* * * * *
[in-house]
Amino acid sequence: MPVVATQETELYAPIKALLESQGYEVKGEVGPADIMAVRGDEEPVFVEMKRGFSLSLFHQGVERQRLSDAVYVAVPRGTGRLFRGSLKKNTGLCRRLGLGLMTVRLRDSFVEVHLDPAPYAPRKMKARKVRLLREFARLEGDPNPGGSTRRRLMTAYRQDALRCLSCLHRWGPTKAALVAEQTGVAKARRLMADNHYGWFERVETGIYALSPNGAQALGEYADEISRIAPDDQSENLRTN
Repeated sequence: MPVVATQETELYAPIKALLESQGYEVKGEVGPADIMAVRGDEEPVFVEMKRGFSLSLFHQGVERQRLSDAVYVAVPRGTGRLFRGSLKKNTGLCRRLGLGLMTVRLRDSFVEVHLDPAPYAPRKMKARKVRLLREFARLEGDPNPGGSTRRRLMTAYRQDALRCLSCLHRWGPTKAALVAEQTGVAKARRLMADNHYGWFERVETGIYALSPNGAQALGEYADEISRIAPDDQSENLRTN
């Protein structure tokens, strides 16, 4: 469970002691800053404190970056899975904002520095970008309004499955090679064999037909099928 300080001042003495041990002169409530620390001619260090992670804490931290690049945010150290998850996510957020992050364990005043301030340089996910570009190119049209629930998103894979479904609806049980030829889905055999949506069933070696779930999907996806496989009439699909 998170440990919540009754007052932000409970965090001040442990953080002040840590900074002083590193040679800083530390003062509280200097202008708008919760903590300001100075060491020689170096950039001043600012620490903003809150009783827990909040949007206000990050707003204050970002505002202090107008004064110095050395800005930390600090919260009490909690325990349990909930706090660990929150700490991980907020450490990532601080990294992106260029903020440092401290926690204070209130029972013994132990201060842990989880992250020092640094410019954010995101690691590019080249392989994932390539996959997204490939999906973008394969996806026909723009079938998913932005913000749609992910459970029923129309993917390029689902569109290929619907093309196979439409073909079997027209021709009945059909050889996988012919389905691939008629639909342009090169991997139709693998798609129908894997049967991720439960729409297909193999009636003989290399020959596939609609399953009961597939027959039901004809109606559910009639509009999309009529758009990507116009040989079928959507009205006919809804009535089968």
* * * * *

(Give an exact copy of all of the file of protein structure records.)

[in-house]
Amino acid sequence: MPVVATQETELYAPIKALLESQGYEVKGEVGPADIMAVRGDEEPVFVEMKRGFSLSLFHQGVERQRLSDAVYVAVPRGTGRLFRGSLKKNTGLCRRLGLGLMTVRLRDSFVEVHLDPAPYAPRKMKARKVRLLREFARLEGDPNPGGSTRRRLMTAYRQDALRCLSCLHRWGPTKAALVAEQTGVAKARRLMADNHYGWFERVETGIYALSPNGAQALGEYADEISRIAPDDQSENLRTN
Repeated sequence: MPVVATQETELYAPIKALLESQGYEVKGEVGPADIMAVRGDEEPVFVEMKRGFSLSLFHQGVERQRLSDAVYVAVPRGTGRLFRGSLKKNTGLCRRLGLGLMTVRLRDSFVEVHLDPAPYAPRKMKARKVRLLREFARLEGDPNPGGSTRRRLMTAYRQDALRCLSCLHRWGPTKAALVAEQTGVAKARRLMADNHYGWFERVETGIYALSPNGAQALGEYADEISRIAPDDQSENLRTN
């Protein structure tokens, strides 16, 4: 469970002691800053404190970056899975904002520095970008309004499955090679064999037909099928 300080001042003495041990002169409530620390001619260090992670804490931290690049945010150290998850996510957020992050364990005043301030340089996910570009190119049209629930998103894979479904609806049980030829889905055999949506069933070696779930999907996806496989009439699909 998170440990919540009754007052932000409970965090001040442990953080002040840590900074002083590193040679800083530390003062509280200097202008708008919760903590300001100075060491020689170096950039001043600012620490903003809150009783827990909040949007206000990050707003204050970002505002202090107008004064110095050395800005930390600090919260009490909690325990349990909930706090660990929150700490991980907020450490990532601080990294992106260029903020440092401290926690204070209130029972013994132990201060842990989880992250020092640094410019954010995101690691590019080249392989994932390539996959997204490939999906973008394969996806026909723009079938998913932005913000749609992910459970029923129309993917390029689902569109290929619907093309196979439409073909079997027209021709009945059909050889996988012919389905691939008629639909342009090169991997139709693998798609129908894997049967991720439960729409297909193999009636003989290399020959596939609609399953009961597939027959039901004809109606559910009639509009999309009529758009990507116009040989079928959507009205006919809804009535089968």